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Robert Millikan. By: Brigitte Jacoby and Steph Wall. Robert Millikan's Background. He was born on March 22, 1868 in Illinois He died on December 19, 1953 Robert Millikan had 5 other brothers and sisters He went to Oberlin College in Ohio, as did both of his parents

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Robert Millikan

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Robert Millikan

By: Brigitte Jacoby and Steph Wall

Robert Millikan's Background

He was born on March 22, 1868 in Illinois

He died on December 19, 1953

Robert Millikan had 5 other brothers and sisters

He went to Oberlin College in Ohio, as did both of his parents

He was asked to teach a basic physics course for a semester at Oberlin College

Robert became interested in physics when preparing for this task

He was the only physics graduate of his class

Millikan married Greta Irvin Blanchard in 1902 and they had three sons

He retired in 1946 and his autobiography was published in 1950

Millikan’s Scientific Research

Robert was fascinated by electricity and found the charge of the electron

He helped create anti-submarine devices during WWI as Vice Chairman of the National Research Council

Millikan, in 1921, became part of the California Institute of Technology

He was involved in studies of radiation that Victor Hess had detected impacting Earth from outer space (now called cosmic rays)

Science Achievement

Millikan proved that the electron was a fundamental particle with a fundamental charge in his famous oil-drop experiment

In 1913, he published his value for the charge, which remained the accepted value for decades

The determination forvalue of the electron, and the ingenuity of his oil-dropexperiment, earned Millikan international recognition and the 1923 Nobel Prize in physics.

He published 6 physics textbooks and served as president in the American Physical Society

Millikan was also VP of the American Association for the Advancement of Science

Why Millikan Decided to Preform the Oil-Drop Experiment

H.A. Wilson first developed the standard technique for measuring charge

This process used water, not oil

Water droplets would be given an electric charge and the rate at which they fell would be measured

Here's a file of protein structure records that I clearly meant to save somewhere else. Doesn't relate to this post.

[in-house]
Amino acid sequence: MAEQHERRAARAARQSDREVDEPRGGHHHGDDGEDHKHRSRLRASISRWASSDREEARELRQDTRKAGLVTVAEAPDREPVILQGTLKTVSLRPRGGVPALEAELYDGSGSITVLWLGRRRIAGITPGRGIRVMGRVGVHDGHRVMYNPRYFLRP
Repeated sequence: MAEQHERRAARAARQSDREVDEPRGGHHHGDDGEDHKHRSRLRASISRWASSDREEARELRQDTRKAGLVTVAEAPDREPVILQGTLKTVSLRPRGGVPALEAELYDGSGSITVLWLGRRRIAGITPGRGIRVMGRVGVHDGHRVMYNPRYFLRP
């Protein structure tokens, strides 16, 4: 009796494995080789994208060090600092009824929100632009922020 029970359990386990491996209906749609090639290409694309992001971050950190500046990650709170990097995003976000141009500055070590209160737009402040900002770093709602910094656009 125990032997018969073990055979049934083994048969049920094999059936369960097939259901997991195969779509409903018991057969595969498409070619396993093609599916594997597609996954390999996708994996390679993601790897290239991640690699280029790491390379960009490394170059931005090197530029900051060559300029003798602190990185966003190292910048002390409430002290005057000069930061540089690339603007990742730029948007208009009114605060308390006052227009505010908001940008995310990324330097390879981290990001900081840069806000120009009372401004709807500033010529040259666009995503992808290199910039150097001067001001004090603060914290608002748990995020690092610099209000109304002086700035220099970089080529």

An electric field attracted the charged droplets upward and opposed the force of gravity

By determining the strength of the electric field and the mass of the water droplets, he could calculate the charge on the droplets and on the electrons.

Millikan tried Wilson's technique but found that the rapid evaporation of the water droplets made measuring difficult and the results unpredictable

Oil-Drop Experiment

Using an atomizer Millikan thinly sprayed oil droplets above two parallel plates (an atomizer is a device that turns a stream of liquid into a spray)

The droplets were falling through a small hole in the upper plate to the space between them

The droplets could be seen at one side through a short focal distance telescope

To make these droplets more visible Robert lit them up from one side

The view was intersected by two very small, horizontal lines.

Droplets of oil could electrify themselves by owing to friction when they were atomized

Oil-Drop Experiment cont.

The oil droplets could also get a charge from an X-ray to complete a potential electric field

By doing this, he discovered how the charge of the droplets affected the way they fell

In the end, after many trials of his experiments, Robert Millikan discovered the charge of the electron was negative

Experiment Diagram


"Robert A. Millikan." Notable Scientists from 1900 to the Present. Ed. Brigham Narins. Detroit: Gale Group, 2008. Gale Science In Context. Web. 7 Oct. 2011.

"Robert Andrews Millikan." Science and Its Times. Ed. Neil Schlager and Josh Lauer. Vol. 6. Detroit: Gale, 2000. Gale Science In Context. Web. 7 Oct. 2011.

Millikan's experiment. (n.d.). Retrieved October 10, 2011, from ThinkQuest     website:

American Physical Society to commemorate University of Chicago as historic physics site in honor of Nobel laureate Robert Millikan. (2006, November      28). Retrieved October 14, 2011, from      06/061128.millikan.shtml

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